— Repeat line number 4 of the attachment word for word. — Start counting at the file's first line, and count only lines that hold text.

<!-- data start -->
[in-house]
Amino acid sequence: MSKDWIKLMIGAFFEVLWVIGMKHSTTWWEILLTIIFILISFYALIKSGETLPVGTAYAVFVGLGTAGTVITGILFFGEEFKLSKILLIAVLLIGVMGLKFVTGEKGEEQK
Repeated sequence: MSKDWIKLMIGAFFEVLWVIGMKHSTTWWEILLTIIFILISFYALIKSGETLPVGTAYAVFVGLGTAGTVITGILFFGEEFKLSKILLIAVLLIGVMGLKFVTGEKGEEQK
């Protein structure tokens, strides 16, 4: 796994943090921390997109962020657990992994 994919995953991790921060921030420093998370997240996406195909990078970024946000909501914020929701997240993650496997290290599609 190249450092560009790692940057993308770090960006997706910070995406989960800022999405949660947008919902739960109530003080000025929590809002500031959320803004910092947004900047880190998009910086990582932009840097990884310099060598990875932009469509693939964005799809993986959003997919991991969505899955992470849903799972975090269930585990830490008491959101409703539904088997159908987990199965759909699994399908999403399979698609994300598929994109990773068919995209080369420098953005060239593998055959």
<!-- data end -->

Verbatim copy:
């Protein structure tokens, strides 16, 4: 796994943090921390997109962020657990992994 994919995953991790921060921030420093998370997240996406195909990078970024946000909501914020929701997240993650496997290290599609 190249450092560009790692940057993308770090960006997706910070995406989960800022999405949660947008919902739960109530003080000025929590809002500031959320803004910092947004900047880190998009910086990582932009840097990884310099060598990875932009469509693939964005799809993986959003997919991991969505899955992470849903799972975090269930585990830490008491959101409703539904088997159908987990199965759909699994399908999403399979698609994300598929994109990773068919995209080369420098953005060239593998055959």